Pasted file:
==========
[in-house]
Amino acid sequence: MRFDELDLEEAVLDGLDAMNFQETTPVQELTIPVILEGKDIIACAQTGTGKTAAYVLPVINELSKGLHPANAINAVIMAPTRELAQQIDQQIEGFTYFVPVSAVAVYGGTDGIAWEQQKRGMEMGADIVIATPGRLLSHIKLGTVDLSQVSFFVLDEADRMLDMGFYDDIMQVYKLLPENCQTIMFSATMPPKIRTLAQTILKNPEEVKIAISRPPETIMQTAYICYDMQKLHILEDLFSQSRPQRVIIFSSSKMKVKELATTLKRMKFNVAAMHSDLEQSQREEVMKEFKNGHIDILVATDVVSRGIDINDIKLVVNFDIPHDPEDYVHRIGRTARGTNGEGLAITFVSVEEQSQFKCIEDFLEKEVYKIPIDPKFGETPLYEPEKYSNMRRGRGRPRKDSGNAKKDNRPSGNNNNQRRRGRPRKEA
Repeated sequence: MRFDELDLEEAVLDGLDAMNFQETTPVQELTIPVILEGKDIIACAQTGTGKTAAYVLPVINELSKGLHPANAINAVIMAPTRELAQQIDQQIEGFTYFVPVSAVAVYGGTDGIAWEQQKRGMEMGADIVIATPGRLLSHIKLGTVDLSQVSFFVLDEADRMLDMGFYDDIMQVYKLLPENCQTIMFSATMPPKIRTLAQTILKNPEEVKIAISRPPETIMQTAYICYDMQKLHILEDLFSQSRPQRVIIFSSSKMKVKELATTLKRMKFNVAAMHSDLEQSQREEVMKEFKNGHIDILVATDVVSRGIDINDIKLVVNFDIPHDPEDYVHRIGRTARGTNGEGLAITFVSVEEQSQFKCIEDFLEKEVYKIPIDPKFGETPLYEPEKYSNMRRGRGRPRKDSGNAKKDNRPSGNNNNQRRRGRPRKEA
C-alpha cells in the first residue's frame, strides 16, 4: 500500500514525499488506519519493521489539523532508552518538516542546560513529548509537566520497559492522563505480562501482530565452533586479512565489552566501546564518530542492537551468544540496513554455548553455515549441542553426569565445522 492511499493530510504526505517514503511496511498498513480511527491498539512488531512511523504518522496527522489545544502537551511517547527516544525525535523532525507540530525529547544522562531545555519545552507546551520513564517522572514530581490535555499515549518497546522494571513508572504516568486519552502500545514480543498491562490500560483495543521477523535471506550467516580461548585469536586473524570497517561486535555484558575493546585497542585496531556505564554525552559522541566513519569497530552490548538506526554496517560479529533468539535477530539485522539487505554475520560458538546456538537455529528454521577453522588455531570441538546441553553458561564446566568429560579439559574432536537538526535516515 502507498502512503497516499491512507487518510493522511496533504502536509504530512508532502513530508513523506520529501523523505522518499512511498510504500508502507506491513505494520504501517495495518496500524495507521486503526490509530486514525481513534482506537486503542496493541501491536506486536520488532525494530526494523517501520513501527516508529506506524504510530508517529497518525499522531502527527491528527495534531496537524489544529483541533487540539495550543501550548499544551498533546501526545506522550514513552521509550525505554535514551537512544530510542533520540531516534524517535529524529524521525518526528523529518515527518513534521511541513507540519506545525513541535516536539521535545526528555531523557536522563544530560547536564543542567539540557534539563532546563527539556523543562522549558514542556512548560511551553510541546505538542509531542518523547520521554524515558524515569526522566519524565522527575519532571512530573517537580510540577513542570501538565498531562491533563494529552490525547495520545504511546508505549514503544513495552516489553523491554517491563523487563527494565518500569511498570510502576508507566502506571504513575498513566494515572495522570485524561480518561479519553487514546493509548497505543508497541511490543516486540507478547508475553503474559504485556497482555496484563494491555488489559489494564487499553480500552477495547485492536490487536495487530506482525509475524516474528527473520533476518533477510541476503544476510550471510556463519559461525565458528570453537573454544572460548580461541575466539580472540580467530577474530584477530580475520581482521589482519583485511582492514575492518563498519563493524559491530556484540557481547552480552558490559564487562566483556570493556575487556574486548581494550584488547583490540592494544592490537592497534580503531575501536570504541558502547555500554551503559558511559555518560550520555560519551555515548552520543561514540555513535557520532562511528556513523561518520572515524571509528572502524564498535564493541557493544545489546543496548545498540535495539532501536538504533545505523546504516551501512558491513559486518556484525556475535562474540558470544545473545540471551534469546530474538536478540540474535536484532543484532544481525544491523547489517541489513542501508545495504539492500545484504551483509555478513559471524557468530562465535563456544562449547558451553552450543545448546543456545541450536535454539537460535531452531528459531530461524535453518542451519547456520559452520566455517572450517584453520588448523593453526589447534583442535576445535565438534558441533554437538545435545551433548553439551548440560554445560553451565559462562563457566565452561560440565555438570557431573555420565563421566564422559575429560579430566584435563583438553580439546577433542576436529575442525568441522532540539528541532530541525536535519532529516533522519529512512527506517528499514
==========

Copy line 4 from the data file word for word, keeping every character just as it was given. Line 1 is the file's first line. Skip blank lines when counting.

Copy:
C-alpha cells in the first residue's frame, strides 16, 4: 500500500514525499488506519519493521489539523532508552518538516542546560513529548509537566520497559492522563505480562501482530565452533586479512565489552566501546564518530542492537551468544540496513554455548553455515549441542553426569565445522 492511499493530510504526505517514503511496511498498513480511527491498539512488531512511523504518522496527522489545544502537551511517547527516544525525535523532525507540530525529547544522562531545555519545552507546551520513564517522572514530581490535555499515549518497546522494571513508572504516568486519552502500545514480543498491562490500560483495543521477523535471506550467516580461548585469536586473524570497517561486535555484558575493546585497542585496531556505564554525552559522541566513519569497530552490548538506526554496517560479529533468539535477530539485522539487505554475520560458538546456538537455529528454521577453522588455531570441538546441553553458561564446566568429560579439559574432536537538526535516515 502507498502512503497516499491512507487518510493522511496533504502536509504530512508532502513530508513523506520529501523523505522518499512511498510504500508502507506491513505494520504501517495495518496500524495507521486503526490509530486514525481513534482506537486503542496493541501491536506486536520488532525494530526494523517501520513501527516508529506506524504510530508517529497518525499522531502527527491528527495534531496537524489544529483541533487540539495550543501550548499544551498533546501526545506522550514513552521509550525505554535514551537512544530510542533520540531516534524517535529524529524521525518526528523529518515527518513534521511541513507540519506545525513541535516536539521535545526528555531523557536522563544530560547536564543542567539540557534539563532546563527539556523543562522549558514542556512548560511551553510541546505538542509531542518523547520521554524515558524515569526522566519524565522527575519532571512530573517537580510540577513542570501538565498531562491533563494529552490525547495520545504511546508505549514503544513495552516489553523491554517491563523487563527494565518500569511498570510502576508507566502506571504513575498513566494515572495522570485524561480518561479519553487514546493509548497505543508497541511490543516486540507478547508475553503474559504485556497482555496484563494491555488489559489494564487499553480500552477495547485492536490487536495487530506482525509475524516474528527473520533476518533477510541476503544476510550471510556463519559461525565458528570453537573454544572460548580461541575466539580472540580467530577474530584477530580475520581482521589482519583485511582492514575492518563498519563493524559491530556484540557481547552480552558490559564487562566483556570493556575487556574486548581494550584488547583490540592494544592490537592497534580503531575501536570504541558502547555500554551503559558511559555518560550520555560519551555515548552520543561514540555513535557520532562511528556513523561518520572515524571509528572502524564498535564493541557493544545489546543496548545498540535495539532501536538504533545505523546504516551501512558491513559486518556484525556475535562474540558470544545473545540471551534469546530474538536478540540474535536484532543484532544481525544491523547489517541489513542501508545495504539492500545484504551483509555478513559471524557468530562465535563456544562449547558451553552450543545448546543456545541450536535454539537460535531452531528459531530461524535453518542451519547456520559452520566455517572450517584453520588448523593453526589447534583442535576445535565438534558441533554437538545435545551433548553439551548440560554445560553451565559462562563457566565452561560440565555438570557431573555420565563421566564422559575429560579430566584435563583438553580439546577433542576436529575442525568441522532540539528541532530541525536535519532529516533522519529512512527506517528499514